Drawdown Lump Sum Voluntary Repayment Ill-Health
Interest Only Lifetime Mortgage is a type of equity release that is a loan. There are two options for equity release: home reversion and lifetime mortgage. Some homeowners are more comfortable with a mortgage being in place than in selling a part of their home as home reversion would require. It is up to you to determine what is most comfortable for you and your retirement years—selling a part of your home or taking out a loan. Comparing equity release providers and different options will help you make a decision that is right for you.
The Interest Only Option
A standard lifetime mortgage provides a one-time lump sum payment to the homeowner. Typically interest compounds onto the loan until repayment. Repayment is not due until the homeowner needs a permanent move to long term care or dies. Until this time the homeowner lives in the home without worry of losing their home. In this way it is not a traditional mortgage because there is no payment each month.
Interest only is slightly different than standard lifetime mortgages. There is a one-time lump sum payment; however, there is also a repayment to be made each month. Like the name sounds you will make an interest only payment. As the interest accrues you pay it off. This keeps the one-time lump sum the same throughout the life of the loan.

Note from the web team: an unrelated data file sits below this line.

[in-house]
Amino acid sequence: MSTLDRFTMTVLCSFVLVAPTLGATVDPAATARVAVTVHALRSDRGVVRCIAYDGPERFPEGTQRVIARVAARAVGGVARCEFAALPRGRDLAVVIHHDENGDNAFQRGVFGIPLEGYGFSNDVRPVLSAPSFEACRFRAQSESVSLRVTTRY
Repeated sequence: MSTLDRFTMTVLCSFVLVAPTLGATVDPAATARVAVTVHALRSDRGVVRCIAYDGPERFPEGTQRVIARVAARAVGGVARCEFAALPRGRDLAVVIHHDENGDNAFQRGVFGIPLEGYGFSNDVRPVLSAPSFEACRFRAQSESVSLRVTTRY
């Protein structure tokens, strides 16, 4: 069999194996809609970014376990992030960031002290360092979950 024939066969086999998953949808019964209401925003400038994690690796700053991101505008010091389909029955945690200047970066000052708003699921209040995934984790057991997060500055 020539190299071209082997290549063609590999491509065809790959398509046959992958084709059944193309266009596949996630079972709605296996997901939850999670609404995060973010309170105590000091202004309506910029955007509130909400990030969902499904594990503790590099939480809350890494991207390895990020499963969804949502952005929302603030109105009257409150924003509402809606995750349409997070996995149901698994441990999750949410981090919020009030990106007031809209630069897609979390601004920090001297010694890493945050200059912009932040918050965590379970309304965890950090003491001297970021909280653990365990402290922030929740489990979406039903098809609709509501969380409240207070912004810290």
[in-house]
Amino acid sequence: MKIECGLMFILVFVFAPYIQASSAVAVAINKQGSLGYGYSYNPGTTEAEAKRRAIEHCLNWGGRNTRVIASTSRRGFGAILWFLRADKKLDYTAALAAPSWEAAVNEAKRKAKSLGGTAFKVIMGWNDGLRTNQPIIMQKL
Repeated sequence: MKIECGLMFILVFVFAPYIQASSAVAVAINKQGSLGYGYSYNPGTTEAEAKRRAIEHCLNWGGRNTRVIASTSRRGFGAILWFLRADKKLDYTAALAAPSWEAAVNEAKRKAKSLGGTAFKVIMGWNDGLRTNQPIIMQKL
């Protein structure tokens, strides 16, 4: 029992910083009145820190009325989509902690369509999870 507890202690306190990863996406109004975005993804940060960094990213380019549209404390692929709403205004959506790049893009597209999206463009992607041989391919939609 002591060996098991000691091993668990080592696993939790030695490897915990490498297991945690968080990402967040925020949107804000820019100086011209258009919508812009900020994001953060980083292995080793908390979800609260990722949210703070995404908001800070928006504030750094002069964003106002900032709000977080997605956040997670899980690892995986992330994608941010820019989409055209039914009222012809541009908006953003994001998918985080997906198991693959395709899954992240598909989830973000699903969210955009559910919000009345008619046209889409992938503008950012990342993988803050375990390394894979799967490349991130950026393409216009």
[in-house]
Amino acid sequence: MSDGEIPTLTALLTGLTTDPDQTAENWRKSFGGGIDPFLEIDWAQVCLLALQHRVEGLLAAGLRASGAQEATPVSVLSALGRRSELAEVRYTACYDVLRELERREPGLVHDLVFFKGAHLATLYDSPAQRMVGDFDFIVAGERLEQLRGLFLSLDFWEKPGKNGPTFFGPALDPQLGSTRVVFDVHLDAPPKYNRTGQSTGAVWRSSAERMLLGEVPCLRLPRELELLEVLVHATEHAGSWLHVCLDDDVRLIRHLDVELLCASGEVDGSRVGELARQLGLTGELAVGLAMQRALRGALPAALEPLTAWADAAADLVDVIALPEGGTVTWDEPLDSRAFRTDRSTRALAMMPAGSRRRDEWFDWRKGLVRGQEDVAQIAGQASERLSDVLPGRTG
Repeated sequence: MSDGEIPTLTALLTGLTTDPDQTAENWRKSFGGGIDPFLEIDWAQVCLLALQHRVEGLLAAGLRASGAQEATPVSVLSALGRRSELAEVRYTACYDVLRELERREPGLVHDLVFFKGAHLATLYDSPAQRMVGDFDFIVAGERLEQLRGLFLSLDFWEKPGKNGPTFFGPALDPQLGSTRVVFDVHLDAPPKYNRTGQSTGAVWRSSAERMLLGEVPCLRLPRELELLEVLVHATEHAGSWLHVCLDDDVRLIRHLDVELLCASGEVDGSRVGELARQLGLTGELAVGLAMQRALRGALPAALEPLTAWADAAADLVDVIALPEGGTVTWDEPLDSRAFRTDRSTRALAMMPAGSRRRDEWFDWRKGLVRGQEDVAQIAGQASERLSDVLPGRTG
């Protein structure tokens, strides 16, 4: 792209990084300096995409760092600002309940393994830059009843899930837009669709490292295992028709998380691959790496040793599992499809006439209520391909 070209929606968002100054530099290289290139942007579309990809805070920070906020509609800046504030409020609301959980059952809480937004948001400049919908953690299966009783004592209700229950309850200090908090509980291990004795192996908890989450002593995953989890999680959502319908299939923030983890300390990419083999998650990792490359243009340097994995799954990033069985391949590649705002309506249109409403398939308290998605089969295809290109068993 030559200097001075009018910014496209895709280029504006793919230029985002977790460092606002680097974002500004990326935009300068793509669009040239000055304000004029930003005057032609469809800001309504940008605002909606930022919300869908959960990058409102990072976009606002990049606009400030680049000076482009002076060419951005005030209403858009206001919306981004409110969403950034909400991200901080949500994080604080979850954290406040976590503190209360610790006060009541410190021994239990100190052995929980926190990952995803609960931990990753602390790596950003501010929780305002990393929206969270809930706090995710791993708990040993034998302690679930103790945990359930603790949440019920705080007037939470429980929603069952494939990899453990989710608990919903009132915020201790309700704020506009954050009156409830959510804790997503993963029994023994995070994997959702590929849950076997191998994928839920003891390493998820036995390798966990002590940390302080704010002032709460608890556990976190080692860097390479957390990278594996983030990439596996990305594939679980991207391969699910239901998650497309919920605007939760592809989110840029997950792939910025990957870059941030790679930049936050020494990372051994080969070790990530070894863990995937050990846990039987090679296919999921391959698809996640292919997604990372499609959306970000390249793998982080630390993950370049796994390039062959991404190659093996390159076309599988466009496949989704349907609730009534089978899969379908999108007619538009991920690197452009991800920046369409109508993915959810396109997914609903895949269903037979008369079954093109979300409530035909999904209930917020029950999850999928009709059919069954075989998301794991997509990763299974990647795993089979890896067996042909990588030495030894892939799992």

• The principle amount always remains the same, allowing you to know exactly what will be owed at the end of the mortgage.
• Repayment of the principle sum is still at the end of the loan term.
• You remain in your home as long as you wish or until you need permanent care.
• You do need to make an interest repayment.
• You will need sufficient income to make the interest payments each month.
Interest only lifetime mortgages are available to homeowners who are 55 years of age from certain providers. Not all providers will have the same criteria which is why you need to compare the different interest only products. There are certain providers who will stop providing an interest only lifetime mortgage when someone reaches 75. The loan can extend beyond 75 as long as interest payments are made. The maximum age just means the company will not open a new loan at 75, again it depends on the provider not all have a maximum age.
Many of the providers also allow for rollover options. Once a homeowner reaches age 80 it is possible to rollover the loan into a standard lump sum at which time the interest will begin to accrue. This option is offered in the event a homeowner no longer has sufficient funds to repay the interest.
As a lifetime mortgage product it is part of the SHIP or safe home income plan. All regulations are followed which are set out by the Financial Conduct Authority and Equity Release Council Code of Conduct. One of the protections in place is the ‘no negative equity’ clause. It states that the provider cannot take more assets than just the home for repayment.